Issa Bagayogo Tassoumakan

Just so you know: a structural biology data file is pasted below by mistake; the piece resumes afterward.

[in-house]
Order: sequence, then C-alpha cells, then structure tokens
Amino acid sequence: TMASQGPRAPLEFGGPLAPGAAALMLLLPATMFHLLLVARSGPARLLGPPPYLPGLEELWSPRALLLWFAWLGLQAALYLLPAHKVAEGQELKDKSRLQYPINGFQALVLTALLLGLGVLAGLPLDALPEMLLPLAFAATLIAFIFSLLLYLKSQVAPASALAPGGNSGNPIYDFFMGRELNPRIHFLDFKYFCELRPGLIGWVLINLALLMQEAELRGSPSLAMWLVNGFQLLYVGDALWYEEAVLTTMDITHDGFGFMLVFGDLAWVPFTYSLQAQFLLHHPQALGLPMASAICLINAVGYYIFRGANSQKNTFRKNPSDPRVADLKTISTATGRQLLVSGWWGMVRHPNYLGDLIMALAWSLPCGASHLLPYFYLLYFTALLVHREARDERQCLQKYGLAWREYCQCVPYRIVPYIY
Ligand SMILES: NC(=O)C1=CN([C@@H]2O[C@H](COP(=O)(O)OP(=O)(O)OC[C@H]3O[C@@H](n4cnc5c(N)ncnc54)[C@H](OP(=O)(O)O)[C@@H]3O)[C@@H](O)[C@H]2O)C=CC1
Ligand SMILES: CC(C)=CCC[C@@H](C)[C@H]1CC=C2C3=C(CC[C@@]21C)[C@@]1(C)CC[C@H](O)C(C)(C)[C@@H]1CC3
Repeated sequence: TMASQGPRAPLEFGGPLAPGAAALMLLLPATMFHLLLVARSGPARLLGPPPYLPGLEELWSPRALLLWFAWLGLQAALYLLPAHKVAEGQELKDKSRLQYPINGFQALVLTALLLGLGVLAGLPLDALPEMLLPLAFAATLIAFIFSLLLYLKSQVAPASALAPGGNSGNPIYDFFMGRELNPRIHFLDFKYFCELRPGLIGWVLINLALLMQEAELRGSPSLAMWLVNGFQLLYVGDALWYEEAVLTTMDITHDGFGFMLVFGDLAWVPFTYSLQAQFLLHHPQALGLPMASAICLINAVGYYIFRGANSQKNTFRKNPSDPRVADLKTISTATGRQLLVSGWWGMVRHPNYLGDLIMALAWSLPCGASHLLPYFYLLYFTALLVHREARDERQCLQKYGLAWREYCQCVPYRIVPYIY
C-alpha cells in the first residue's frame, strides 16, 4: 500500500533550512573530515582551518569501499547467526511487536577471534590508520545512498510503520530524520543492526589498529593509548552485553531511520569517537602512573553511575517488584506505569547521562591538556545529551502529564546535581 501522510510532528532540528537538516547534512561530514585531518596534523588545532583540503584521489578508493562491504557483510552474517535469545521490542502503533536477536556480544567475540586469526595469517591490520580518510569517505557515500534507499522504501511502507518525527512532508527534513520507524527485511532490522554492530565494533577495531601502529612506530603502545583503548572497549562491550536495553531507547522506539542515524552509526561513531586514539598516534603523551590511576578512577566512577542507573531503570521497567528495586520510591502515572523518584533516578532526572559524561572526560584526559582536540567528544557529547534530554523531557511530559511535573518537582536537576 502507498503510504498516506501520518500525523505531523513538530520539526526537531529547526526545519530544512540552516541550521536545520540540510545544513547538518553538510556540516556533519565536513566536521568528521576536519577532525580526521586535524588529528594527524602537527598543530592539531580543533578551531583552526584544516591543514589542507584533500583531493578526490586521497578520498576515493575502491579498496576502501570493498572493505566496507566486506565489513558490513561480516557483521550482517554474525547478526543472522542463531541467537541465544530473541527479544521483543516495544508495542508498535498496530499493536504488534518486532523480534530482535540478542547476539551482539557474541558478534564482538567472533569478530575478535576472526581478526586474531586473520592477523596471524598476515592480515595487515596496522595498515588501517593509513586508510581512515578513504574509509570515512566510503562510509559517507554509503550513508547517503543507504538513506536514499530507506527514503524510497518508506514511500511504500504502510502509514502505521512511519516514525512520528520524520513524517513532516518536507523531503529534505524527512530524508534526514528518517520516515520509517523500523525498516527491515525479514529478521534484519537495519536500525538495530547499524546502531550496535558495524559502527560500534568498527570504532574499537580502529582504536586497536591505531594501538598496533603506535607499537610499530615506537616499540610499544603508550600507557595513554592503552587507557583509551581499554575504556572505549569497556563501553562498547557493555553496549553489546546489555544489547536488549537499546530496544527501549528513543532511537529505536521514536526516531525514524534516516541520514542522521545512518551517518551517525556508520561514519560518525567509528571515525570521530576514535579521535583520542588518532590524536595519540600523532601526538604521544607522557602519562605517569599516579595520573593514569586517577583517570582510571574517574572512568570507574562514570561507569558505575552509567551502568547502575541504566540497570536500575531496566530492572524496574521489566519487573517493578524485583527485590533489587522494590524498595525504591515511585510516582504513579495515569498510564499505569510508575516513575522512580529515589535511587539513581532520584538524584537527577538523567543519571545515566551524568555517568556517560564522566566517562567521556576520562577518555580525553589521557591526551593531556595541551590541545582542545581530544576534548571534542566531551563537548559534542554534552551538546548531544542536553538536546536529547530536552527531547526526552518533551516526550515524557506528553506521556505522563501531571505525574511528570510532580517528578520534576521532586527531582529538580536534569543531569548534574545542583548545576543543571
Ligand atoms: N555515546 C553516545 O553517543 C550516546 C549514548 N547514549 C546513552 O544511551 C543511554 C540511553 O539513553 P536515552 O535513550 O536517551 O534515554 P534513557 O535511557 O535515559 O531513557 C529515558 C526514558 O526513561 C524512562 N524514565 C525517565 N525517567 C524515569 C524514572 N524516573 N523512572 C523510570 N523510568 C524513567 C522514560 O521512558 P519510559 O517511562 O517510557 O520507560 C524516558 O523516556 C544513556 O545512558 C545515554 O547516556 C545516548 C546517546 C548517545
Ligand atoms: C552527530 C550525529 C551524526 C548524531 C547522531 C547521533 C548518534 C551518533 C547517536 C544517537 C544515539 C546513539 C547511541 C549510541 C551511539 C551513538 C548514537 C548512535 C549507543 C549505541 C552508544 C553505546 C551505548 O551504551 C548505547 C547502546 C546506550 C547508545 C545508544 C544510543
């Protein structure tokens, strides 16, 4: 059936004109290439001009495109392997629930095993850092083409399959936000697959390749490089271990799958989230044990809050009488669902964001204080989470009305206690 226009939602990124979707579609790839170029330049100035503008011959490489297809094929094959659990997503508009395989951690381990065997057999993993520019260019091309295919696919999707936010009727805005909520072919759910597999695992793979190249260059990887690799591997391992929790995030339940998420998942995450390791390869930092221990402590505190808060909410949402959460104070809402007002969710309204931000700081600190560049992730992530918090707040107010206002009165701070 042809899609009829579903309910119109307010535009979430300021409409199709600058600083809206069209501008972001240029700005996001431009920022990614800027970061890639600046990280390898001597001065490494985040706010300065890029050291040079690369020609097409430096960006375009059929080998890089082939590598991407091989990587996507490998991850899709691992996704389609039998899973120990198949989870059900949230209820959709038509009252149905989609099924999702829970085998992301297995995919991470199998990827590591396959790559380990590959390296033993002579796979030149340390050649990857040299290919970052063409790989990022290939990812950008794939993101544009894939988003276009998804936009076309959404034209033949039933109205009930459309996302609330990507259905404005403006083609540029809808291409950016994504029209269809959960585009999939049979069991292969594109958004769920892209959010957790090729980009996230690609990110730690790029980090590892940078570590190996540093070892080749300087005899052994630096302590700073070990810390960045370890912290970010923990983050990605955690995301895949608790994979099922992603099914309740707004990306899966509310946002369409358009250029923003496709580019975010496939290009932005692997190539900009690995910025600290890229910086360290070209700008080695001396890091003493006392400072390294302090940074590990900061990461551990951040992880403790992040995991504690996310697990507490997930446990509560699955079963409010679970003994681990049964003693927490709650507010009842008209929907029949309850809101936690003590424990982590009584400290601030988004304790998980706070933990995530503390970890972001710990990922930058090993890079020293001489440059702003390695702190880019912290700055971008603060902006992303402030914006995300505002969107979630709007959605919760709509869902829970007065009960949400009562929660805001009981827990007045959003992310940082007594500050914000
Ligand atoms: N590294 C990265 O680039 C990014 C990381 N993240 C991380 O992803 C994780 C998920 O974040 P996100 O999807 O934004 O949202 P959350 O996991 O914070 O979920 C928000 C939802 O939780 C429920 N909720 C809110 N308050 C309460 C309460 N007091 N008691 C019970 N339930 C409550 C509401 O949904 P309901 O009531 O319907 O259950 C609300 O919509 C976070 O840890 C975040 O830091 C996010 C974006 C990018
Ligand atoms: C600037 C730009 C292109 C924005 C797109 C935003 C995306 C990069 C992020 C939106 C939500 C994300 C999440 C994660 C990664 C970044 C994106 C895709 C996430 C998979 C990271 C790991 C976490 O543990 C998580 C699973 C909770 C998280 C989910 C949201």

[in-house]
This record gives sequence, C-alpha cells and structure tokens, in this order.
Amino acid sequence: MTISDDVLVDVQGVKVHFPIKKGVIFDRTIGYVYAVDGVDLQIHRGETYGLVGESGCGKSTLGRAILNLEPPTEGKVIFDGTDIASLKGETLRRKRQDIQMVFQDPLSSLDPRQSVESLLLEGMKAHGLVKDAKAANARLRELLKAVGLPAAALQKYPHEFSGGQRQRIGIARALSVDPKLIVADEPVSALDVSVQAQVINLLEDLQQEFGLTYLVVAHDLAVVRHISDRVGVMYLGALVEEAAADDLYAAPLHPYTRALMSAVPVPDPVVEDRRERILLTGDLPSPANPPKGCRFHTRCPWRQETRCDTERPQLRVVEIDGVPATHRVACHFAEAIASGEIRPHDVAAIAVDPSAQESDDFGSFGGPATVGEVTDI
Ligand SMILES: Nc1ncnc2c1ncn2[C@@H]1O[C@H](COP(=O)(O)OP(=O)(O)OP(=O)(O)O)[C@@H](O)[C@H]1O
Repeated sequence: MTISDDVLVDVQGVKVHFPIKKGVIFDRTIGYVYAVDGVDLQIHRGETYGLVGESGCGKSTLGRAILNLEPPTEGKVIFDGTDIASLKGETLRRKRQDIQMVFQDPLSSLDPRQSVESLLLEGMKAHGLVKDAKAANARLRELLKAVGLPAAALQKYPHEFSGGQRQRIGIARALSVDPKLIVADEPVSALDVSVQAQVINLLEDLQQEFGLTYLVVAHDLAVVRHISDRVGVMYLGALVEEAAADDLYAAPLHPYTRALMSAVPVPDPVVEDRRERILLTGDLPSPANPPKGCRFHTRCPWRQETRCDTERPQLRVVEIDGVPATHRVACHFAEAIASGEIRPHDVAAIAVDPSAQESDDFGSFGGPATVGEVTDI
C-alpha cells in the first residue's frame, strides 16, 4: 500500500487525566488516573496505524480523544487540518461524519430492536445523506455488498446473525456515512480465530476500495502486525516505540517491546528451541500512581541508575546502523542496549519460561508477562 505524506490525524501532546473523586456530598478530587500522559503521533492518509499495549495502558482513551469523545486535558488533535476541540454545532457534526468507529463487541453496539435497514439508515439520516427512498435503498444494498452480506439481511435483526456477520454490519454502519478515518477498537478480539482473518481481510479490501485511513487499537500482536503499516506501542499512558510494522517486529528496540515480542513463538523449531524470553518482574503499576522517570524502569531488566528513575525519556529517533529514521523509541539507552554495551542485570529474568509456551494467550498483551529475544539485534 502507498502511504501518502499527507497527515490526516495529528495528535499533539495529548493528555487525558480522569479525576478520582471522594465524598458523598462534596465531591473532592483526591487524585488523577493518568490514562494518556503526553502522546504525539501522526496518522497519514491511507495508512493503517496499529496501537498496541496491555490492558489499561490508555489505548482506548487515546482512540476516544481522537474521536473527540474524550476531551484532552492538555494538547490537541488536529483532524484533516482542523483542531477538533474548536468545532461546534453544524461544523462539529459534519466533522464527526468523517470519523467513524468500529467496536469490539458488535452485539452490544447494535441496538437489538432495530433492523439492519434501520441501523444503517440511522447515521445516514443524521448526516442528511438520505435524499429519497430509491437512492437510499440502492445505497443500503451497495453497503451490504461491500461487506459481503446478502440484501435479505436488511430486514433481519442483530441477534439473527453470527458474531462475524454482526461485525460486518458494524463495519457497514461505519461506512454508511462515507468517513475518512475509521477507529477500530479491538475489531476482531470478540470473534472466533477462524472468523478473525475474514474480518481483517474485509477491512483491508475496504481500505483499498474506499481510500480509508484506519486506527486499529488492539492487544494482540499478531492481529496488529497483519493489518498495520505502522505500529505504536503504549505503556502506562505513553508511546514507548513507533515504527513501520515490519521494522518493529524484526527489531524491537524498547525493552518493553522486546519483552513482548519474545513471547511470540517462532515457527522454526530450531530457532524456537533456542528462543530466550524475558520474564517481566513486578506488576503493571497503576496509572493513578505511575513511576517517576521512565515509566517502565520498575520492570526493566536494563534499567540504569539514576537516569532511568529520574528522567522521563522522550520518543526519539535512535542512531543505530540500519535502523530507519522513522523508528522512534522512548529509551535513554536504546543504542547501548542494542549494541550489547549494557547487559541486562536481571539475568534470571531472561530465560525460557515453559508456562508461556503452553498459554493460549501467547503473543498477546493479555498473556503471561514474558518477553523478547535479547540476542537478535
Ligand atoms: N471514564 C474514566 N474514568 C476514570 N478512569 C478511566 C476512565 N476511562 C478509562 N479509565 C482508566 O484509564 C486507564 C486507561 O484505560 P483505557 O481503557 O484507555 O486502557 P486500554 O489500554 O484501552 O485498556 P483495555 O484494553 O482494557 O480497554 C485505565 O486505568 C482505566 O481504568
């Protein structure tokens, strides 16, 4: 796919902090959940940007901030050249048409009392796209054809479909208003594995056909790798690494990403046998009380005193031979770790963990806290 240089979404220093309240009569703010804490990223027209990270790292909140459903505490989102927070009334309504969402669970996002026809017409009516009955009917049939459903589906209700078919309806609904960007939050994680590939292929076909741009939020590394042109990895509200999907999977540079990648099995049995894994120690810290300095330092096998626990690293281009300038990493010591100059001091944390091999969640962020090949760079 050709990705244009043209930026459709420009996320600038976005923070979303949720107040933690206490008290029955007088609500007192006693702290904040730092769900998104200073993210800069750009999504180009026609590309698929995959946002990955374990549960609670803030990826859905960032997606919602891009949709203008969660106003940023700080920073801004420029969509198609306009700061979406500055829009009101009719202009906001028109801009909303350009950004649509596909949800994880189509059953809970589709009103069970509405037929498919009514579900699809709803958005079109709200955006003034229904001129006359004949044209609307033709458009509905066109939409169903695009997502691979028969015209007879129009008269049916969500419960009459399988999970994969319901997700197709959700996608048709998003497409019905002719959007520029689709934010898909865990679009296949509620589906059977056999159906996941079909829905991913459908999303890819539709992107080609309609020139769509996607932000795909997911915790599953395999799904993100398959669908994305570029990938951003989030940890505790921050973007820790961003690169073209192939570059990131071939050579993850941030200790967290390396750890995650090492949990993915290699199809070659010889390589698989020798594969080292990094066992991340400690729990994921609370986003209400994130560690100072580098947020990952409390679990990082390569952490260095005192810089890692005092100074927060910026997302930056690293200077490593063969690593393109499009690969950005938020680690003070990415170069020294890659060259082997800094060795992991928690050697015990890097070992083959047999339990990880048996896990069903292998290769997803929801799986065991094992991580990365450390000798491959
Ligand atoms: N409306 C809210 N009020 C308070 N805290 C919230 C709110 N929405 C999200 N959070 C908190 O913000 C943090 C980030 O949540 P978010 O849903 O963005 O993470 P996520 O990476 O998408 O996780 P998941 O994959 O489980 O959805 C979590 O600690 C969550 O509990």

It’s been a long time coming for the potential team of Issa Bagayogo and French electronica producer Yves Wernert to be realised. The n'goni player from Mali and Wernert first teamed up on Sya, which Six Degrees picked up and distributed throughout the world. Between that album and the efforts of Frederic Galliano, African house started to swing more towards an emphasis on 6/8 rhythms and away from "Afro-garage.” However, Bagayogo's efforts always seemed to be steered primarily to a dance floor thump where there might have been a richer vocabulary of sounds and grooves. On Tassoumakan, both the production and the songwriting have improved. The mood has shifted down and there's a wider range of sounds and keyboard textures, so that the whole thing doesn't sound quite so techno-driven. Oddly enough, Bagayogo’s hunter’s chants fit quite well with slow jam production. "Kanou” is all languid piano and double time kick drums, while another slow boiler, "Djigui,” is an electronic update of the sound of Cooder/Toure’s Talking Timbuktu. Is Kanye available for the remix? Other production touches pay off: Bagayogo’s recitations are filtered and panned all over the place, at different points sounding like soliloquies or rhythmic background. "Kalan Nege” is indicative of the North Saharan touches that grace this record as well. Altogether, there are many more ways in which to appreciate Tassoumakan than any of his previous records. (Six Degrees)